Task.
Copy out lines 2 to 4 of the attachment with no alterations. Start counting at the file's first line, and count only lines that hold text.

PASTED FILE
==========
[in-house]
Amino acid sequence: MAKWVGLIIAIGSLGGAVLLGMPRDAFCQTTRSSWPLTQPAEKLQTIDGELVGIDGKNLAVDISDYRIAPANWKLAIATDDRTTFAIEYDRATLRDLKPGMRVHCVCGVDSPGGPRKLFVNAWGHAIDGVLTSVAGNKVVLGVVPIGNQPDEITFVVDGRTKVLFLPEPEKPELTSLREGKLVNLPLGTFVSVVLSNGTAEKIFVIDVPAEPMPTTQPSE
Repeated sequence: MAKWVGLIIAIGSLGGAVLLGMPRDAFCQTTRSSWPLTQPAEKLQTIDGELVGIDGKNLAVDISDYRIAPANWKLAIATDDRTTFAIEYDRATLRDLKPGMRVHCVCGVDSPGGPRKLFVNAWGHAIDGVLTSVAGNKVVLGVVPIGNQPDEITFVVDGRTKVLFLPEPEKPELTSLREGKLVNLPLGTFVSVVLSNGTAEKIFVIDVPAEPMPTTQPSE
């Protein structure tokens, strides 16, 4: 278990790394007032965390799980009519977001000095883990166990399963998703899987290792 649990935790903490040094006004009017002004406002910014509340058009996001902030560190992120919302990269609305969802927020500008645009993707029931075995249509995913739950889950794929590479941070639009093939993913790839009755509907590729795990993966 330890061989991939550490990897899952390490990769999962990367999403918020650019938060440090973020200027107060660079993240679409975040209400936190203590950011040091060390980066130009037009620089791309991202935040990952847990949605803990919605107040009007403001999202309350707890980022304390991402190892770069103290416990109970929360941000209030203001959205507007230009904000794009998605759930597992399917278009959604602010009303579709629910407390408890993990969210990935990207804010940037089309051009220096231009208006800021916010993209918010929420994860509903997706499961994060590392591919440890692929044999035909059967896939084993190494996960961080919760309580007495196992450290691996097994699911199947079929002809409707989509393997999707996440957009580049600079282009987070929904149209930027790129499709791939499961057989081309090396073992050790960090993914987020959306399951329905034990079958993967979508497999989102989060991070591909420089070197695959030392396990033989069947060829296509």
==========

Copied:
Amino acid sequence: MAKWVGLIIAIGSLGGAVLLGMPRDAFCQTTRSSWPLTQPAEKLQTIDGELVGIDGKNLAVDISDYRIAPANWKLAIATDDRTTFAIEYDRATLRDLKPGMRVHCVCGVDSPGGPRKLFVNAWGHAIDGVLTSVAGNKVVLGVVPIGNQPDEITFVVDGRTKVLFLPEPEKPELTSLREGKLVNLPLGTFVSVVLSNGTAEKIFVIDVPAEPMPTTQPSE
Repeated sequence: MAKWVGLIIAIGSLGGAVLLGMPRDAFCQTTRSSWPLTQPAEKLQTIDGELVGIDGKNLAVDISDYRIAPANWKLAIATDDRTTFAIEYDRATLRDLKPGMRVHCVCGVDSPGGPRKLFVNAWGHAIDGVLTSVAGNKVVLGVVPIGNQPDEITFVVDGRTKVLFLPEPEKPELTSLREGKLVNLPLGTFVSVVLSNGTAEKIFVIDVPAEPMPTTQPSE
């Protein structure tokens, strides 16, 4: 278990790394007032965390799980009519977001000095883990166990399963998703899987290792 649990935790903490040094006004009017002004406002910014509340058009996001902030560190992120919302990269609305969802927020500008645009993707029931075995249509995913739950889950794929590479941070639009093939993913790839009755509907590729795990993966 330890061989991939550490990897899952390490990769999962990367999403918020650019938060440090973020200027107060660079993240679409975040209400936190203590950011040091060390980066130009037009620089791309991202935040990952847990949605803990919605107040009007403001999202309350707890980022304390991402190892770069103290416990109970929360941000209030203001959205507007230009904000794009998605759930597992399917278009959604602010009303579709629910407390408890993990969210990935990207804010940037089309051009220096231009208006800021916010993209918010929420994860509903997706499961994060590392591919440890692929044999035909059967896939084993190494996960961080919760309580007495196992450290691996097994699911199947079929002809409707989509393997999707996440957009580049600079282009987070929904149209930027790129499709791939499961057989081309090396073992050790960090993914987020959306399951329905034990079958993967979508497999989102989060991070591909420089070197695959030392396990033989069947060829296509």